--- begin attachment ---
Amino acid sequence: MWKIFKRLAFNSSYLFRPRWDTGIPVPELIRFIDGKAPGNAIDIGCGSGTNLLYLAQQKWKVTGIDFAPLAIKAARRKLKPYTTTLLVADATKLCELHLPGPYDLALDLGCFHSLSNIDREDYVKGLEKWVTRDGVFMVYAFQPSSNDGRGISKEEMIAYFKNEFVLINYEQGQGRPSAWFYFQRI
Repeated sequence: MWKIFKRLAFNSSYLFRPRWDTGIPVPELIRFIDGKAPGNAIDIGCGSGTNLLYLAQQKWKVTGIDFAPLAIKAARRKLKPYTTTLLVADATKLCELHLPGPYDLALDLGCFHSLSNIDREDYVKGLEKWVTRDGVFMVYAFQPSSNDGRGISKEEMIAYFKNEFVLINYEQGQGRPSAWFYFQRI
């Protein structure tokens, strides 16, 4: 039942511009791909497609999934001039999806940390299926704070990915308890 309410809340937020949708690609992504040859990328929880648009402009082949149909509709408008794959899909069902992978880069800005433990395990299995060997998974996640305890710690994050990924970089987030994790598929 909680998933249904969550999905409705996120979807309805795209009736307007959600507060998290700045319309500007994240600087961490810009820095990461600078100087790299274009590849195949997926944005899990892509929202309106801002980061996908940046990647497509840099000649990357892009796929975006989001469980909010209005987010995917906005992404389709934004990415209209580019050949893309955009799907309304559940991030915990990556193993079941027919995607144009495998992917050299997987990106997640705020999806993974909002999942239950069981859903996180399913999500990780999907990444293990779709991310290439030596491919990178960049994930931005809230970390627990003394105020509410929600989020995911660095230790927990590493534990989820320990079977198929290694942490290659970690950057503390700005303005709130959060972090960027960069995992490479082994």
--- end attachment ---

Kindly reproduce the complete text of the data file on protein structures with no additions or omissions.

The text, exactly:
Amino acid sequence: MWKIFKRLAFNSSYLFRPRWDTGIPVPELIRFIDGKAPGNAIDIGCGSGTNLLYLAQQKWKVTGIDFAPLAIKAARRKLKPYTTTLLVADATKLCELHLPGPYDLALDLGCFHSLSNIDREDYVKGLEKWVTRDGVFMVYAFQPSSNDGRGISKEEMIAYFKNEFVLINYEQGQGRPSAWFYFQRI
Repeated sequence: MWKIFKRLAFNSSYLFRPRWDTGIPVPELIRFIDGKAPGNAIDIGCGSGTNLLYLAQQKWKVTGIDFAPLAIKAARRKLKPYTTTLLVADATKLCELHLPGPYDLALDLGCFHSLSNIDREDYVKGLEKWVTRDGVFMVYAFQPSSNDGRGISKEEMIAYFKNEFVLINYEQGQGRPSAWFYFQRI
């Protein structure tokens, strides 16, 4: 039942511009791909497609999934001039999806940390299926704070990915308890 309410809340937020949708690609992504040859990328929880648009402009082949149909509709408008794959899909069902992978880069800005433990395990299995060997998974996640305890710690994050990924970089987030994790598929 909680998933249904969550999905409705996120979807309805795209009736307007959600507060998290700045319309500007994240600087961490810009820095990461600078100087790299274009590849195949997926944005899990892509929202309106801002980061996908940046990647497509840099000649990357892009796929975006989001469980909010209005987010995917906005992404389709934004990415209209580019050949893309955009799907309304559940991030915990990556193993079941027919995607144009495998992917050299997987990106997640705020999806993974909002999942239950069981859903996180399913999500990780999907990444293990779709991310290439030596491919990178960049994930931005809230970390627990003394105020509410929600989020995911660095230790927990590493534990989820320990079977198929290694942490290659970690950057503390700005303005709130959060972090960027960069995992490479082994």